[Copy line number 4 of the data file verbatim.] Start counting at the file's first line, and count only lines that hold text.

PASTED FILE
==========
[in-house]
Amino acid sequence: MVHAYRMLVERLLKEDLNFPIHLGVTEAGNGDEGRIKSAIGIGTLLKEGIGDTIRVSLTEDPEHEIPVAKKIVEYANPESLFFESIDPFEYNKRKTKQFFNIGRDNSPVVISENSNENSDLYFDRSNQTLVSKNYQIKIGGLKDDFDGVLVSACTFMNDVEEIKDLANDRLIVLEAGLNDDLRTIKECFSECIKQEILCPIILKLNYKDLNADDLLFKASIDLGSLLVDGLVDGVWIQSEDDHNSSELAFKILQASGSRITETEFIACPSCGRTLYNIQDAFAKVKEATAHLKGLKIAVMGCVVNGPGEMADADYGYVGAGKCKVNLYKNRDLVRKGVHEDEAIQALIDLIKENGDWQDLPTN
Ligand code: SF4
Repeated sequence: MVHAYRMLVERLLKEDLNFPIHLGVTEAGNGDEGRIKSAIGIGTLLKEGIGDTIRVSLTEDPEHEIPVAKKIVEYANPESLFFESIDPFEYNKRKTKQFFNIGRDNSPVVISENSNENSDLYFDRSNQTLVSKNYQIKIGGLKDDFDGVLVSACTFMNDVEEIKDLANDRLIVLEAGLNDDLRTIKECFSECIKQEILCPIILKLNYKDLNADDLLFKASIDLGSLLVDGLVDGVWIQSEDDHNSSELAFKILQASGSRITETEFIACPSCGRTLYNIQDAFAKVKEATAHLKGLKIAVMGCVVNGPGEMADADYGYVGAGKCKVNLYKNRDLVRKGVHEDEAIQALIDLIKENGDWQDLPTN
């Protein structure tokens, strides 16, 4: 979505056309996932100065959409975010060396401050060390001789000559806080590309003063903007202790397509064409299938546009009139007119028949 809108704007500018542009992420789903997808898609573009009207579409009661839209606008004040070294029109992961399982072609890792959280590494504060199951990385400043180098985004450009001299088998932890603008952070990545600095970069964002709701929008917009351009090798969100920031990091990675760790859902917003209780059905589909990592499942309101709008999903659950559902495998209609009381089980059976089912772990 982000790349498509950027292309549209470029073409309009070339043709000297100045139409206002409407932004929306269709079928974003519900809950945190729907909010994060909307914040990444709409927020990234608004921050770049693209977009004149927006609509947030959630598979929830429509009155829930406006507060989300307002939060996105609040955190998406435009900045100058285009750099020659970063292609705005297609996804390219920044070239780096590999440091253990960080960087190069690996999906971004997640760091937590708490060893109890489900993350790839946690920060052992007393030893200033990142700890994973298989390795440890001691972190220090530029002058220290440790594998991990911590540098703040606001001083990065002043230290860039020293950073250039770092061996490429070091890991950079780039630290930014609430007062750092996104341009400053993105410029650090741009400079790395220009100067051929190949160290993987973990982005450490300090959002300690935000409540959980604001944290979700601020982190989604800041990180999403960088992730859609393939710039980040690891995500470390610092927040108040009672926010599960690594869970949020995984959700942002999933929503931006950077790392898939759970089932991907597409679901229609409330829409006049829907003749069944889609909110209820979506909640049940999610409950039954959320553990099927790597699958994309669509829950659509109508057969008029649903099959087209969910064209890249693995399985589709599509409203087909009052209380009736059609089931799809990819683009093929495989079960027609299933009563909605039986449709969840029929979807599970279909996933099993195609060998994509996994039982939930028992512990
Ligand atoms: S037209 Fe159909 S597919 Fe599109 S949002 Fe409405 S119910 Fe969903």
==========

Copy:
Repeated sequence: MVHAYRMLVERLLKEDLNFPIHLGVTEAGNGDEGRIKSAIGIGTLLKEGIGDTIRVSLTEDPEHEIPVAKKIVEYANPESLFFESIDPFEYNKRKTKQFFNIGRDNSPVVISENSNENSDLYFDRSNQTLVSKNYQIKIGGLKDDFDGVLVSACTFMNDVEEIKDLANDRLIVLEAGLNDDLRTIKECFSECIKQEILCPIILKLNYKDLNADDLLFKASIDLGSLLVDGLVDGVWIQSEDDHNSSELAFKILQASGSRITETEFIACPSCGRTLYNIQDAFAKVKEATAHLKGLKIAVMGCVVNGPGEMADADYGYVGAGKCKVNLYKNRDLVRKGVHEDEAIQALIDLIKENGDWQDLPTN